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Man Denied after Seeking Help for Identity Theft

By Faye Mergel
Published: Tuesday, October 20th, 2009

A Florence man’s case proved that sometimes, victims have to fight their own case. His identity was stolen along with money he saved in his accounts but he did not get help when he asked for it. Deputies refused him so he had to find ways that will keep him from losing more money.

Man Denied after Seeking Help for Identity TheftJames Backus said his identity was stolen this September and was used to withdraw $2,300 from his checking account. Without making any recent loans, Discover Card and Bank of American suddenly rang up his residence in Florence to verify credit card accounts that were opened under his name. He later found out from one of the banks that someone is using his name with a different address.

Backus immediately filed an incident report with a deputy from Florence County Sherriff’s office, who suggested that he check his credit report as well and flag a fraud alert on all his accounts. After reviewing his credit report, he found out that a man who lives in Marion changed his address and telephone number. It took him three weeks to correct his address with Equifax.

But right after he had the information corrected, the suspect once again hacked into his account and changed the address back to Marion. He even barred the account with a password to keep Backus from accessing it.

Florence deputies suggested that he consult with Marion County Sheriff’s office which Backus did. To his surprise, investigators told him that it is not a crime to change someone’s address.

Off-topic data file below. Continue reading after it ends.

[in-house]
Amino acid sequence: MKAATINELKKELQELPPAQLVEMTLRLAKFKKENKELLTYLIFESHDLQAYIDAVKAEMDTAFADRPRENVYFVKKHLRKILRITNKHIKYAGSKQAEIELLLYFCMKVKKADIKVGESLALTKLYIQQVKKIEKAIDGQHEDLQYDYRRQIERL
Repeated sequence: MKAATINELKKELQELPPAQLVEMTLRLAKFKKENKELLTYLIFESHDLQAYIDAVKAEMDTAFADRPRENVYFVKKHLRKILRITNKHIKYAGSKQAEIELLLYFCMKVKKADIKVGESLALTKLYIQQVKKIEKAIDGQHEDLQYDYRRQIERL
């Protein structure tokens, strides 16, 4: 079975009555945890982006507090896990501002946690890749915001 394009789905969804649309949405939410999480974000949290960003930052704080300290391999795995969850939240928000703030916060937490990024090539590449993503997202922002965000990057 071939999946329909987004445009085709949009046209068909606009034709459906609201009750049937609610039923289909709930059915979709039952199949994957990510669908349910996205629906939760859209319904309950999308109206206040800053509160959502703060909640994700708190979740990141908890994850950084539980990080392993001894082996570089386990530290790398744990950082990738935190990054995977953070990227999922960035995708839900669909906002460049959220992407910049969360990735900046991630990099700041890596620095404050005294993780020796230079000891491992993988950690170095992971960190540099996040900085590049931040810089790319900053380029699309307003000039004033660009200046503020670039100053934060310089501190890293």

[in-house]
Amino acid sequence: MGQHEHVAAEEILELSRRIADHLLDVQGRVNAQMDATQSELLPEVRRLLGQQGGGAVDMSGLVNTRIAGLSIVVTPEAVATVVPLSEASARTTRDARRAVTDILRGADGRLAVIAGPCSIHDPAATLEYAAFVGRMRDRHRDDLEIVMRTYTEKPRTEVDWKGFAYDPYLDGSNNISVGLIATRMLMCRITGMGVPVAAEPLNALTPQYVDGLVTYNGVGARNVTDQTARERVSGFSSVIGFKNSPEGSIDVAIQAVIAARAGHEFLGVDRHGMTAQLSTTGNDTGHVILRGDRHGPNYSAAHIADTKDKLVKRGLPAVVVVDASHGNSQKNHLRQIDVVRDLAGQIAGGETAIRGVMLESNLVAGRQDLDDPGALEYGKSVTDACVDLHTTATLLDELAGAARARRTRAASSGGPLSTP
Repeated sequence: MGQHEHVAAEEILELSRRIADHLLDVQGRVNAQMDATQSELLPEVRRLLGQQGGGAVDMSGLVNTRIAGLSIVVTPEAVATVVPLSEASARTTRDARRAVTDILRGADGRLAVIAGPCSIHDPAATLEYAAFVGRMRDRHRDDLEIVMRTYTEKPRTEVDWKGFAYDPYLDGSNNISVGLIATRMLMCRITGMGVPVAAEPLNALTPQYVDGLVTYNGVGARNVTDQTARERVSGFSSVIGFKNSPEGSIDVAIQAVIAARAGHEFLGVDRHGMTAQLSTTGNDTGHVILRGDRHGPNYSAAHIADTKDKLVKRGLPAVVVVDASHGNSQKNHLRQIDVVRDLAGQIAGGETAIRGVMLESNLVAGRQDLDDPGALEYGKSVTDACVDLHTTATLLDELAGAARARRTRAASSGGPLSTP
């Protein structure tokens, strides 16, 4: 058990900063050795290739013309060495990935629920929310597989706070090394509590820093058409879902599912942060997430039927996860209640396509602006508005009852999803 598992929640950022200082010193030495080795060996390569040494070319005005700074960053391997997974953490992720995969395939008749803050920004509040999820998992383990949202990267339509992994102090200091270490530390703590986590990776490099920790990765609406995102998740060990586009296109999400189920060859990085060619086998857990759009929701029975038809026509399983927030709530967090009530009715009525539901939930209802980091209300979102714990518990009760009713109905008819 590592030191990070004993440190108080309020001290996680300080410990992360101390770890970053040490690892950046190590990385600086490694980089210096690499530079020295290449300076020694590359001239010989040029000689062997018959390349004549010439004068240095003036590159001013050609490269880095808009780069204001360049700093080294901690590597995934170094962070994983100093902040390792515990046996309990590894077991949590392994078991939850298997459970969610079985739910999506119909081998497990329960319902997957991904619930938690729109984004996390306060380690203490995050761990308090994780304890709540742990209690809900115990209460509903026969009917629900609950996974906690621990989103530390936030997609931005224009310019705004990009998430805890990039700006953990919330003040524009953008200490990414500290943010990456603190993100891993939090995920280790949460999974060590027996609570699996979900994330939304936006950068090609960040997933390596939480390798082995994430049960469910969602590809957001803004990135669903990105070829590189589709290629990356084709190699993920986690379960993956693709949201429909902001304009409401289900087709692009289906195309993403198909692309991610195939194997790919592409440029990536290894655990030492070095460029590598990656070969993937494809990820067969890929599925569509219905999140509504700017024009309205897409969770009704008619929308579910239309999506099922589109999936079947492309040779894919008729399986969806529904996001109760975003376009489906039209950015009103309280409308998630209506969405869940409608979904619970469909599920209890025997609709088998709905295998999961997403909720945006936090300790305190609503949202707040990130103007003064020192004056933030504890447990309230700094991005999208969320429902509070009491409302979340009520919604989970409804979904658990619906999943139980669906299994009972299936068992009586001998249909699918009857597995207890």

A few days later, his wife received a letter from Wachovia Bank notifying them that the mailing address for their checking account was changed. The couple later found out that the fraudster called Wachovia Bank and used Backus’ Social Security number. The bank representative then released their entire client’s information, allowing the fraudster to tamper Backus’ account further.

He returned to Marion County Sheriff deputies but once again turned down. Deputies told him that they do not have sufficient information to arrest the suspect.

Backus then initiated closure of all his accounts with Wachovia Bank to cease fraudulent activities. Unfortunately, the bank representative made an erroneous notation, allowing the culprit to still access his old accounts.

On September 22, Backus’ supposedly closed account was again used to pay for a telephone bill worth $850. As of now, the culprit has managed to steal a total of $2,350 from him.

Investigators already know the suspect’s identity but are still waiting for more information before making any arrest. Meanwhile, Backus will have to be content changing his banks and keeping close track of his credit report.

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